Collective Dynamics in Information systems

Date :From 2008-03-01 To 2008-04-15
Advisory committee :
Local coordinators :DI Zengru,HAN Jing,TANG Leihan, XU Ke, ZHOU Haijun
International coordinators :Erik Aurell,Mikko Alava,Sui Huang,Haijun Zhou,Terry Hwa

In the last years there has been great interest in applications of statistical physics to information systems, as witnessed by no less than four satellite meetings to the Statphys 23 congress (July 2007). The emergent, collective aspects that are of interest here range from the traffic on the Internet or in Peer-to-Peer networks, to the structure and solution of hard optimization problems to analogies in bioinformatics.
Work by physicists in this novel field has lead to some recent advances such as the 'Survey Propagation' algorithm for hard NP-complete optimization problems, and its fundamental understanding via the cavity method of spin glasses. A related example is the 'Belief Propagation' method and its applications to decoding, which have been elucidated by statistical mechanics techniques and analogues.

The Internet itself is an example of a disordered, scale-free graph and the spreading of epidemics in such conditions was first shown by statistical physicists to be fundamentally different from the usual paradigm since in many cases the spreading threshold vanishes. The control and self-generated collective dynamics of many interacting agents or markets is becoming ever more topical due to the proliferation of Peer-to-Peer technologies.

Within this general frame-work the program will address:

The relationship between static characteristics of combinatorial optimization and satisfiability problems and dynamical processes to solve these.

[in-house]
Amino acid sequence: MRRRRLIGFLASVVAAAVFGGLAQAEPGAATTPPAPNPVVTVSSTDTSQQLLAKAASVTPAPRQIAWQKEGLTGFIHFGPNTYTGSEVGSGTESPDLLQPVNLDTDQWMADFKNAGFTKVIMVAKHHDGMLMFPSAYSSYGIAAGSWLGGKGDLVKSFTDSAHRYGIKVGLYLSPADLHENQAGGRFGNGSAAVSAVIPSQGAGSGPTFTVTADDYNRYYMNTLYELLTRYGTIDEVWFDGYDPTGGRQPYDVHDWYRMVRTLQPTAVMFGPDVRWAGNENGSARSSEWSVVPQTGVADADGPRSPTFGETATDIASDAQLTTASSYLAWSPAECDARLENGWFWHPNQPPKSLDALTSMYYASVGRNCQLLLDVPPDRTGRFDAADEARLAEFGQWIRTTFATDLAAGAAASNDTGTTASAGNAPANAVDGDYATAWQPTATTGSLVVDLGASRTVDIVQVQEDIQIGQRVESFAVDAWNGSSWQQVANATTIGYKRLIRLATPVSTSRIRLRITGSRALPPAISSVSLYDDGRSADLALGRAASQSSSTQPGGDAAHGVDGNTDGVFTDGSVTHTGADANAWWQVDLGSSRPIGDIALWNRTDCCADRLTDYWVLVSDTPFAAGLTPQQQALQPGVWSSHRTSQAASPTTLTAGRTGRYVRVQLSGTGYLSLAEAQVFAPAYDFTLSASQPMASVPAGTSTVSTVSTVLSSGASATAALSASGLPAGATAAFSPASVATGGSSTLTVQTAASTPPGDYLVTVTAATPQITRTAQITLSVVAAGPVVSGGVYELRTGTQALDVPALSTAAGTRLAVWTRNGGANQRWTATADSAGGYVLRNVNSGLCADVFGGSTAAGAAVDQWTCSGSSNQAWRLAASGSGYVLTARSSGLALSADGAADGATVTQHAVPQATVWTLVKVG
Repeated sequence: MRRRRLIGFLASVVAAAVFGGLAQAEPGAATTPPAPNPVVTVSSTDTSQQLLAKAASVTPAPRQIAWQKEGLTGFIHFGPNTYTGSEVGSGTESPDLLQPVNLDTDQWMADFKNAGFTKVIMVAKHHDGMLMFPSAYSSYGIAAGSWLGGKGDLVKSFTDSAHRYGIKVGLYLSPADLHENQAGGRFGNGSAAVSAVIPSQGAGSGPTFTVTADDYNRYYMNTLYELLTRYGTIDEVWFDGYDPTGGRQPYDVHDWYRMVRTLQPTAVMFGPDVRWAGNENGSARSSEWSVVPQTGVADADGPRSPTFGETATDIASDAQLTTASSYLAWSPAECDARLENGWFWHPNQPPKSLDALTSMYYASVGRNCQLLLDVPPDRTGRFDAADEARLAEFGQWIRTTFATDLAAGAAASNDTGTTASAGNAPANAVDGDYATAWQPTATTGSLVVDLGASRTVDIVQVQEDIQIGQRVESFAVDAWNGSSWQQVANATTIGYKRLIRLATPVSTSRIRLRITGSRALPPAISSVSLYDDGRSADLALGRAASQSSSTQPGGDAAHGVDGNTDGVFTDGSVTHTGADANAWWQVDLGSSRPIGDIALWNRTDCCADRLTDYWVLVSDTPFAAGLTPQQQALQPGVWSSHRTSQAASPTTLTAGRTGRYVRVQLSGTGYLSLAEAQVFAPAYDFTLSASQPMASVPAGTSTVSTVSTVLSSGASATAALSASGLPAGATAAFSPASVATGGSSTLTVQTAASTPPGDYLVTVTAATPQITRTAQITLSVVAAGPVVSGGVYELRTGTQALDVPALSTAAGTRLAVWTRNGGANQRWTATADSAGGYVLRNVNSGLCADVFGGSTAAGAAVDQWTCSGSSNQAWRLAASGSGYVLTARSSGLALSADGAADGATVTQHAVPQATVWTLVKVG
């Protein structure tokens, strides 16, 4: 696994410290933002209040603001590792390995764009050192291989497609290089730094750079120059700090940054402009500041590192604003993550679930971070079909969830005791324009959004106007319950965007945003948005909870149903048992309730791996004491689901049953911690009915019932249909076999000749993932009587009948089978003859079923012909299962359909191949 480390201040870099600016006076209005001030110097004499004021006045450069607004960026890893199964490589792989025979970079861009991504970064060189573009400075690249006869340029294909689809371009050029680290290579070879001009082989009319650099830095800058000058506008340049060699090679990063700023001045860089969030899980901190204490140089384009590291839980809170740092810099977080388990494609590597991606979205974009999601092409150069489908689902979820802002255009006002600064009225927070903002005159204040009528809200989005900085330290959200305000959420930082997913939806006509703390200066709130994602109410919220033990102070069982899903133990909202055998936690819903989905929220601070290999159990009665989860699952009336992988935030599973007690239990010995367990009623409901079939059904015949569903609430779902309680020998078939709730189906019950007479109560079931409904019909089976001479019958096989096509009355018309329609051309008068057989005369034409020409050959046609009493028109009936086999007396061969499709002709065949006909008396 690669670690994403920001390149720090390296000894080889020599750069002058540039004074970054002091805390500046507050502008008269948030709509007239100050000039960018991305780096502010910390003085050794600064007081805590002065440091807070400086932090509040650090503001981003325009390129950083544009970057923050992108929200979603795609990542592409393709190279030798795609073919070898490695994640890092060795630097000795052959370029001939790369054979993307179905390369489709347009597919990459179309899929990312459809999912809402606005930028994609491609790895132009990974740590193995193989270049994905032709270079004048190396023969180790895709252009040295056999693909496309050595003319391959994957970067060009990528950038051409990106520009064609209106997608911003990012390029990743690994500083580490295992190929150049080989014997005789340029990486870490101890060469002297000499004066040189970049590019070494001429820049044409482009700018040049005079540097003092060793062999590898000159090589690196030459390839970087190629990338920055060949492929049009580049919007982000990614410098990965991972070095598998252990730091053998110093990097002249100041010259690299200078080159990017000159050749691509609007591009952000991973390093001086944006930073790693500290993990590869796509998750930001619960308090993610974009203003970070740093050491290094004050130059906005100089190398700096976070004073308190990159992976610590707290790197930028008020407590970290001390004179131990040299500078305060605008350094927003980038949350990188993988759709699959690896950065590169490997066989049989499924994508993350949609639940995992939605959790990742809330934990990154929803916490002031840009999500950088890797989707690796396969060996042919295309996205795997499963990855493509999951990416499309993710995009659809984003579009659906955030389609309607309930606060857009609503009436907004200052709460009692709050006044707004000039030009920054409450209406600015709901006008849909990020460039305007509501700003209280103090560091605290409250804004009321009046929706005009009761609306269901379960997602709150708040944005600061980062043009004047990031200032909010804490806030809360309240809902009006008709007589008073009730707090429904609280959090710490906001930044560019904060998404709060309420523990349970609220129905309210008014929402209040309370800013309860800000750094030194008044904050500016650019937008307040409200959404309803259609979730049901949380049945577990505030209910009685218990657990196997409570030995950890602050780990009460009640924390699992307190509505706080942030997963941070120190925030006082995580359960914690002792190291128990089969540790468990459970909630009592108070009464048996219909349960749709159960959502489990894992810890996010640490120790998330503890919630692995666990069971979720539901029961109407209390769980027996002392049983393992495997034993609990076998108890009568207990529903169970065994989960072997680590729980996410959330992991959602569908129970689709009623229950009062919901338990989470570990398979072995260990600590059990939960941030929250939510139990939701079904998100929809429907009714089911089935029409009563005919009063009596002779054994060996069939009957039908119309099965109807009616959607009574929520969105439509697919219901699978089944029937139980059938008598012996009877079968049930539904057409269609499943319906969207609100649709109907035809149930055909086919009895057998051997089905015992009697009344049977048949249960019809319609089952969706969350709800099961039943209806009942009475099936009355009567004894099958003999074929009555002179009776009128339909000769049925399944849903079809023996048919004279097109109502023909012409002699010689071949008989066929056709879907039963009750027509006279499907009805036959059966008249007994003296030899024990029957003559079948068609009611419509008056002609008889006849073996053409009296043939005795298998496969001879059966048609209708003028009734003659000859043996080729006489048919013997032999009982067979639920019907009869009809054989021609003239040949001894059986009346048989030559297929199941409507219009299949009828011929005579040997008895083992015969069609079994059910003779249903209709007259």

Initially, it was believed that the clustering transition in e.g. satisfiability problems heralds a phase where problems are solvable but hard to solve. Research over the last couple of years has shown that this is not necessarily the case. Some heuristics, e.g. stochastic search procedures to find solutions, work effectively on large problems well inside the clustered phase, while others fail to find solutions efficiently in the unclustered phase.

Understanding these heuristics and, in general, non-equilibrium dynamics of glasses, including spin glasses, is a fundamental problem of statistical physics, and is of great current interest in applied combinatorial optimization. Advances in this area has outstanding application potential as satisfiability and combinatorial problems are ubiquitous in planning, scheduling, large-scale design, and other engineering fields.

Living cells and living organisms are information processing systems. While some systems are centralized and depend on a central clock circadian rhythms, most are naturally distributed. Examples include most neural processing, quorum sensing, most actions of gene regulation, and more.

The collective behavior of independent, interacting agent systems is a highly topical issue both as regards the design and control of e.g. P2P networks and traffic on networks, such as the Internet. Issues one deals with are ``optimality'' and ``congestion'' and the question of optimal cooperation, or in the game-theoretical language of Nash equilibria.

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